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In Conversation with Asher Clark of Vivobarefoot

Vivobarefoot was set up by Galahad and Asher Clark, two cousins from the famous Clarks dynasty, and offers barefoot shoes for people looking to reconnect with the ground below them. Menswear Style's Peter Brooker interviews Asher about the story of where it all started for the brand, and gains insights into how regular footwear can be very bad for our posture and joints. Vivobarefoot combat this with thin, wide and flexible minimalist shoes which are broadly popular among the barefoot and natural running communities.

How did the idea of the brand come about? 

“Vivobarefoot is the opposite of 99% of the shoes you see today and over the past couple of hundred years there have been people that have challenged the shoe as we know it. The brand was conceived by a young guy at the time called Tim Brennan who was at the Royal College studying design – he was interested in tennis and his dad was an Alexander Technique teacher. He would keep twisting his ankle in his sport trainers, and he also suffered with a bad back. Once he went to the Alexander Technique training - which is fundamentally about posture, taking your shoes off and looking at alignment which starts with the feet – he would feel better until he put his trainers back on, instantly not feeling right. Everything was nice and aligned until he put his trainers on and walked out of the door. One day he sat down with his trainers and a bread knife, he took the soles off and stitched tennis racket cover to the bottom. You could say that those were the first ever Vivo shoes. After further research he then did his final year project where he created shoes with very thin soles and afterwards, he met my cousin in 2002. Together they made funny-looking wide shoes with zip off soles, but to cut a long story short, as time went on, Tim left to do his own thing and so we started designing shoes together and we believed more and more that it was the only way to make footwear. The challenge then was about making them look appealing, shoes we wanted to wear.”

How long did it take going from concept to finished product? 

“Yes it definitely happened over a long period of time. It was conceived on a tennis court in west London in 2002, but it didn’t happen properly until 2010. That year was the first tipping point in the barefoot community. Chris McDougall came out with a Times best seller at that time with a book called born to run. He was an investigative journalist and he was suffering from back pain and various running injuries, and was ultimately told he couldn’t run anymore which he found preposterous. He ended up going on an incredible journey to the Copper Canyon and met with a tribe, and this is where he met Barefoot Ted. It was in inspirational story about barefoot, and that was the emotional tipping point in the industry. Then professor Daniel Lieberman from Harvard released a paper on the persistent running hypothesis where he proposed that humans are born to run. We are unique in that we can sweat to cool ourselves down and run long distances at a medium pace to tire the animal out. It was called persistent hunting. That was when Galahad and I really started focusing on Vivobarefoot and we released a running shoe. All eyes were on barefoot and that’s when FiveFingers really took off too. They were the poster child for that moment.”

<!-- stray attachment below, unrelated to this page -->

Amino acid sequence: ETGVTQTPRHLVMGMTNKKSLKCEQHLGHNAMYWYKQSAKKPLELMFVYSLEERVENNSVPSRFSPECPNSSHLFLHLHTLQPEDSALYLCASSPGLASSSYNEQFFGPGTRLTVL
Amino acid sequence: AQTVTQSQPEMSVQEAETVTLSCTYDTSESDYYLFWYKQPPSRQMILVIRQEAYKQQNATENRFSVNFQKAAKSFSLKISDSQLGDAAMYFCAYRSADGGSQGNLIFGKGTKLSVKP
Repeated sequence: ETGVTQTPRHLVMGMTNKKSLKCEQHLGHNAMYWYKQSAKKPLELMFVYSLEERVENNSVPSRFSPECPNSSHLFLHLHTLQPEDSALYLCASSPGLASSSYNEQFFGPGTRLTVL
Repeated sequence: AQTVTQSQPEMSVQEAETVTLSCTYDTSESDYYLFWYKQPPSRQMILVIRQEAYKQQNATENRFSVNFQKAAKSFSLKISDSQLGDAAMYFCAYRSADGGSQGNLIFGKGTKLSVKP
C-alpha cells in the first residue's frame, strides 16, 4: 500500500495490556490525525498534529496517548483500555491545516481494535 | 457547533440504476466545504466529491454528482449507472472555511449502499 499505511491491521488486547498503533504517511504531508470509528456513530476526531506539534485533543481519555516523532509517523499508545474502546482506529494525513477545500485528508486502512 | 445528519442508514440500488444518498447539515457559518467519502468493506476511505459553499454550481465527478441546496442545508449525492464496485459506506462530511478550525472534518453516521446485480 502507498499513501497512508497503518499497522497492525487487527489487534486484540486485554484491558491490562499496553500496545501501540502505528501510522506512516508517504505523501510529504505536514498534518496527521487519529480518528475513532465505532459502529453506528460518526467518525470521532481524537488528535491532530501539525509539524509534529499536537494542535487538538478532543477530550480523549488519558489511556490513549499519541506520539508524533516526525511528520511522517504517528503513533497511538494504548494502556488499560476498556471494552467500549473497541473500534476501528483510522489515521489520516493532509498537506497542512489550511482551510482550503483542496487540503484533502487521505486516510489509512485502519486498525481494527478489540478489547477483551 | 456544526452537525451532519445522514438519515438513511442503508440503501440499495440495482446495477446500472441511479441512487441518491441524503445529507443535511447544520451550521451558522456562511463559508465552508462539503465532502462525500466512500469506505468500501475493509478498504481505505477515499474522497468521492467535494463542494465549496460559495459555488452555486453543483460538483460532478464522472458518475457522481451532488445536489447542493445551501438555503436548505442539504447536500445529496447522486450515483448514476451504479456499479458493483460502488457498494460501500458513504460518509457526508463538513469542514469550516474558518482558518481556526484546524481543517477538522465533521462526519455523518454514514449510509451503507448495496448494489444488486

Is there a narrative of going back to nature? 

“Yes, there is. The first narrative was about running, technique and injury. We quickly realised it was important to educate people on how to use the shoe, correct running form etc. But the bigger narrative which we came to understand was that millions of years of evolution, human beings are hardwired connected to nature. Being in nature is our natural habitat. We’re starting to realise that since the industrial revolution we’ve emancipated ourselves from nature and almost tried to master it in some ways, living in concrete boxes and leading stressful lives. There is a big 360 'healthy people, healthy planet' wellbeing piece in which healthy feet is the foundation of that. There is a reconnection piece at play which is a significant macro idea that is getting a lot of airtime at the moment.”

This is a shortened transcribed edit of episode 42 of the MenswearStyle Podcast with Asher Clark, Design Director of barefoot minimalist footwear brand Vivobarefoot.com You can listen to the full version below or subscribe in iTunes or Spotify directly.


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